“This is a major victory for us,” union official Issac Ntshangase said in a statement.

The strike in the construction industry, one of several in a number of sectors, had appeared to have a relatively small impact, with many workers refusing to heed union demands to down tools and many building sites remaining active.

Major South African construction firms include Aveng Ltd (AEGJ.J), Murray & Roberts (MURJ.J) and Group Five (GRFJ.J).

Workers in the motor and gold industries have returned to work after strikes that crippled operations at some of the country’s biggest producers were resolved last week.

Airline technical workers also returned to work this week, while an ongoing strike by petrol station attendants has caused little disruption so far in Africa’s top economy.

With the unemployment rate stuck at about 25 percent for years and poverty gripping millions, many South Africans have said they are more concerned with securing a paycheque than heeding the strike calls of union bosses.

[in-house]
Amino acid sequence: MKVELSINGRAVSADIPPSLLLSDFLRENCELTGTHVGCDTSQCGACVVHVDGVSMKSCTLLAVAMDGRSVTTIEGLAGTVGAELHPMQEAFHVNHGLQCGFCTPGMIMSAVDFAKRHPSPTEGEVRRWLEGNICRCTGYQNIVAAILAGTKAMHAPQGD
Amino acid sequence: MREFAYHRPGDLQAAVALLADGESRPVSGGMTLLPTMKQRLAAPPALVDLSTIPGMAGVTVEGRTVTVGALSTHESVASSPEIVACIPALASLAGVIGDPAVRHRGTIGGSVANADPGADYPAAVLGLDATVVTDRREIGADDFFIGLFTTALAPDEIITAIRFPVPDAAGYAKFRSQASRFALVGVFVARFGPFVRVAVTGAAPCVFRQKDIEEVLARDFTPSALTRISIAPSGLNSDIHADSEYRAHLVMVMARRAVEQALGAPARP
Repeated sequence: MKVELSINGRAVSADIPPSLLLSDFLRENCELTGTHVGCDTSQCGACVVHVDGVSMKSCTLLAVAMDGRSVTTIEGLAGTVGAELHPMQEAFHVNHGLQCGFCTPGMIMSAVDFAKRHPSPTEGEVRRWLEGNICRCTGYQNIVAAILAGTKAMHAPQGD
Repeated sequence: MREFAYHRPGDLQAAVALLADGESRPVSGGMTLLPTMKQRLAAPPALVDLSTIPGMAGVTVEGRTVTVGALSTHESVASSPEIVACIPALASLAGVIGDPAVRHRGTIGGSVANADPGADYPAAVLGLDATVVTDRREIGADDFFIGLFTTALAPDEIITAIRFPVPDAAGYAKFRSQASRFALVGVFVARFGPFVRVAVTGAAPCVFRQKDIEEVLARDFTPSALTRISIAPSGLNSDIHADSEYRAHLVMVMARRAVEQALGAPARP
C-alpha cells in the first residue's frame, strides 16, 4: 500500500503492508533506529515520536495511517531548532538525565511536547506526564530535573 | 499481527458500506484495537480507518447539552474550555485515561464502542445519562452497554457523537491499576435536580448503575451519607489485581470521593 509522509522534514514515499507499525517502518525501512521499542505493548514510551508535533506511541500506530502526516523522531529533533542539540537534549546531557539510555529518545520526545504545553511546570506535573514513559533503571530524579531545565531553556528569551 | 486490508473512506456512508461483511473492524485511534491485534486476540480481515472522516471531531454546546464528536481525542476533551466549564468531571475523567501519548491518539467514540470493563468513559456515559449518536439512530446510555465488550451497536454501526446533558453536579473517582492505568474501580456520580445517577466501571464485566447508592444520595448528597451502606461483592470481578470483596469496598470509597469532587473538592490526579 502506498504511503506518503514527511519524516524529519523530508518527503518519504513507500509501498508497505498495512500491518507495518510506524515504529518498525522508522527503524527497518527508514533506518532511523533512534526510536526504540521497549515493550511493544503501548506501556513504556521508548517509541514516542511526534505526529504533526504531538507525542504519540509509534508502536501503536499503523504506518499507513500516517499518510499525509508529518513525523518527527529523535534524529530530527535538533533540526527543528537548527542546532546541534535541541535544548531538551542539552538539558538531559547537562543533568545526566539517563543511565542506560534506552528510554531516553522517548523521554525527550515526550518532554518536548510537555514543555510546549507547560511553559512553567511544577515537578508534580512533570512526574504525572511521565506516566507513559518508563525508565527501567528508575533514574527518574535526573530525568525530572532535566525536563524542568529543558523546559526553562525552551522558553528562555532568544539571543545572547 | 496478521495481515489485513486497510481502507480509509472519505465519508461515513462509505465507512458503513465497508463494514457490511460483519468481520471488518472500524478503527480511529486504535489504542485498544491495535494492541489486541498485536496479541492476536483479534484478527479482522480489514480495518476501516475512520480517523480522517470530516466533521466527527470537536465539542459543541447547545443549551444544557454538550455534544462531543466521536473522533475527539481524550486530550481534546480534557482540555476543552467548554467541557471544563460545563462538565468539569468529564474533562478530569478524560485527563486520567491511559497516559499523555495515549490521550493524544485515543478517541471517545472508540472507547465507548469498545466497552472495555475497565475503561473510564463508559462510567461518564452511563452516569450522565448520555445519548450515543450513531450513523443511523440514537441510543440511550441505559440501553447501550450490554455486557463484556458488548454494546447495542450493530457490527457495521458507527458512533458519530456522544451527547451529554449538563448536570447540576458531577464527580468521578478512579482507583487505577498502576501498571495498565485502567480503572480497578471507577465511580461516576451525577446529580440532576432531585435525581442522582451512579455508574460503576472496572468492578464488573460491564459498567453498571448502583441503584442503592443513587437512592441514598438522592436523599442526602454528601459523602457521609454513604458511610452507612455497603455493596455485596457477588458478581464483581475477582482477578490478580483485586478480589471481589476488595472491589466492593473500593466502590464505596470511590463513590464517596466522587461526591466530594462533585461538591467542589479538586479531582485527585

Originally publish in Reuters


Mass demonstrations, strikes follow political assassination in Tunisia

By on July 31, 2013

(Reprint  from Workers World)

Protest after Mohamed Brahmi’s assassination on July 25 in Tunisia.

Tunisian workers and youth shut down the North African country on July 26, when the largest trade union federation and other political organizations held a general strike. The actions were in response to the July 25 assassination of Popular Front leftist politician, Mohamed Brahmi, 58, who was shot 14 times outside his home near the capital of Tunis.